So you were offered your first nursing position, but you are concerned as a new nurse because you will be working the night shift. I’m here to tell you to relax! Starting on nights might actually be a positive experience for you. It will take a little time to adjust, but for many nurses, the benefits outweigh the challenges.
Advantages of Working Night Shift as a Nurse
Patients require care around the clock, and depending on your specialty, the level of care will vary greatly. As a new nurse, learning time management skills is essential to your success. Day shift tends to be very chaotic with many more team members around ordering tests and treatments. On nights, the pace tends to be slower with less personnel present. This allows you time to organize your thoughts and prioritize the care you provide with fewer interruptions. It will also aid you in thinking more independently since you will want to think through a situation and discuss it with your fellow nurses prior to waking the doctor at two in the morning. Reasoning through situations will enhance your confidence and prepare you for future complications and emergencies. With less staff present, there be more opportunities for you to perform and perfect your nursing assessments and skills.
For some nurses, working the night shift allows them more flexibility and time to be with their children. The cost of child care is very high and so some nurses are able to adjust their schedules with their spouse’s to avoid or decrease childcare costs. For example, some nurses will work more weekends so that they are home with their children during the week when their spouse is working. Working nights is also sometimes helpful while nurses are attending school, although then you must be able to switch back and forth easily.
Working the night shift as a nurse teaches you to work very well as a team. Nurses on night shift often form a close-knit group who depend on one another when a shift becomes very busy. Since you usually have a little more downtime while your patients are sleeping, you have the opportunity to get to know your fellow nurses and share stories. Potluck celebrations on night shift are usually amazing and a great bonding experience. During the quieter times, you can also learn from the more experienced nurses who are often excited to share their knowledge and experiences.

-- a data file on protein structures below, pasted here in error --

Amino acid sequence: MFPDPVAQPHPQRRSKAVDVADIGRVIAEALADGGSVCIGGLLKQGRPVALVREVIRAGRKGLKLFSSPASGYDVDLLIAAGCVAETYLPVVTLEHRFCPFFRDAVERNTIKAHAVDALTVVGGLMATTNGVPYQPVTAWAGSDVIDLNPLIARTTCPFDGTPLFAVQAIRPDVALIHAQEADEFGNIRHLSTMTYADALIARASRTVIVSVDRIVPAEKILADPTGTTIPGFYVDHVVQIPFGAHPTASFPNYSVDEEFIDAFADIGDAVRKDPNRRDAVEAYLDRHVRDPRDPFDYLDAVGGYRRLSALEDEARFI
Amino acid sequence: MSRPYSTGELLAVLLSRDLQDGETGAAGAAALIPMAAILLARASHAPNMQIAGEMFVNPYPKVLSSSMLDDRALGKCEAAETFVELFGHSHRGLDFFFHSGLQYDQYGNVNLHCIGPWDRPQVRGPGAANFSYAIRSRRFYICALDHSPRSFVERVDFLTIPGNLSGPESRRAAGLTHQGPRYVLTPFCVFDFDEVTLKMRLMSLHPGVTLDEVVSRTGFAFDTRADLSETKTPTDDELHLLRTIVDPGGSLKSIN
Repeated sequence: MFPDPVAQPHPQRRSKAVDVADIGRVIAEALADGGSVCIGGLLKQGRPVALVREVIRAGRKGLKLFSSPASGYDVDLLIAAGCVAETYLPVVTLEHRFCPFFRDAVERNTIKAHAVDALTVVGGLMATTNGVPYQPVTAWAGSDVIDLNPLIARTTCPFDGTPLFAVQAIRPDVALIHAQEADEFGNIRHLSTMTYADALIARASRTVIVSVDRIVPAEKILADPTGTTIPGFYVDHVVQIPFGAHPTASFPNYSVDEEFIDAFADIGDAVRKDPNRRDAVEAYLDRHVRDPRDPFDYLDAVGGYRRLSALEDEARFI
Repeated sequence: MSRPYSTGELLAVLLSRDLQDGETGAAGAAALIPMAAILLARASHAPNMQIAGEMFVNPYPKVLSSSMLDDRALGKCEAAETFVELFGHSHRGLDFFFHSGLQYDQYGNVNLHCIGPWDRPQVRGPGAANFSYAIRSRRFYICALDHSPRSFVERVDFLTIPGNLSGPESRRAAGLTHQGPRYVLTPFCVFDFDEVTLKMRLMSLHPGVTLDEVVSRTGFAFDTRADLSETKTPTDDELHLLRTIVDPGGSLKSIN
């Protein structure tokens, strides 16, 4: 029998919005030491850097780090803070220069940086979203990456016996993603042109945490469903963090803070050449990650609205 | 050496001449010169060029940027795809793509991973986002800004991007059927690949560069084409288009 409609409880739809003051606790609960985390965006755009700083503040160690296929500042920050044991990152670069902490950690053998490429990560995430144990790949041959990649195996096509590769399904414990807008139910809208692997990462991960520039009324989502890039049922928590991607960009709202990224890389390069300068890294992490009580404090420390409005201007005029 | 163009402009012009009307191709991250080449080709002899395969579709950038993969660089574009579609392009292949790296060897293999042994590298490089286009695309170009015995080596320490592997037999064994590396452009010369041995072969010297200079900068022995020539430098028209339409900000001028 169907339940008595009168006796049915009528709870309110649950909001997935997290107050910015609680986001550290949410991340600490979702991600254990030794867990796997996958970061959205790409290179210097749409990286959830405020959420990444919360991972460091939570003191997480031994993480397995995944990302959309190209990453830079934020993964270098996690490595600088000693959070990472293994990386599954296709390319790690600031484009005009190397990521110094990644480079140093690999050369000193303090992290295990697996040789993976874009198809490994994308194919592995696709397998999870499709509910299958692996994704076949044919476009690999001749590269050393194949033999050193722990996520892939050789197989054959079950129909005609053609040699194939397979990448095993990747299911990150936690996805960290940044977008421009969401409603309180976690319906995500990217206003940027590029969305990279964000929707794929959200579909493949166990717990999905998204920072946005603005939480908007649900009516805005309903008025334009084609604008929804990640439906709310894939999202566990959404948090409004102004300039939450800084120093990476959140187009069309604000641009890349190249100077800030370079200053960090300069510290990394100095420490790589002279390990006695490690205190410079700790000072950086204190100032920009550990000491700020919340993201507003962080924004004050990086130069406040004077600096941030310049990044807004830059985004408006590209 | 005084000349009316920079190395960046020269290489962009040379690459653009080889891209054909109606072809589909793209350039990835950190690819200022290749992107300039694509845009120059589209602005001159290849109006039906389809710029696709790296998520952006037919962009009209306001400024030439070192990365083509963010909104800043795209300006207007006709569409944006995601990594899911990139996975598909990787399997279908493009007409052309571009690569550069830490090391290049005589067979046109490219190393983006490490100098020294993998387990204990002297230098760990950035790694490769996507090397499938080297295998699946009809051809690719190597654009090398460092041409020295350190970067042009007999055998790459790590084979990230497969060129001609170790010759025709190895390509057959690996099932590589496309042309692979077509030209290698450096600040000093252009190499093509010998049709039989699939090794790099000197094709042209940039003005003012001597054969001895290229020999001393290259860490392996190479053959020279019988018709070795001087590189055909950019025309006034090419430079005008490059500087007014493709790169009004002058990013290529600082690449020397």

Most institutions offer a shift differential for working the night shift. This can add up to a considerable amount over the years and for many nurses, this becomes a major factor as to why they remain working the overnight shift.
Adjusting to Night Shift as a Nurse
You will need to learn to adjust you schedule, which can be tricky at times. Sleeping during the days is challenging for some, but consider installing dark shades or curtains and using ear plugs or a noise machine to drown out background noise. Try and set a routine schedule so that your sleep pattern can be as uniform as possible. Some nurses are able to easily switch back and forth, but you will have to see how you body responds and then factor that into your schedule if possible. For example, when I worked nights, I preferred to work 3 or 4 shifts in a row and then have a few days off versus others who preferred to work no more than 2 shifts in a row. Your eating schedule will also change, but again this is something that varies a lot from nurse to nurse. The important thing is to try and remain on a consistent and healthy diet. Always bring healthy snacks with you so you can avoid the cravings for junk food when you are tired.
Try and view working the night shift as a positive learning experience and be patient with yourself as you adjust. Who knows, you may love it. I worked nights for over ten years and only switched after becoming an advanced practice nurse, and believe me, adjusting to the chaos during day shifts took me a while.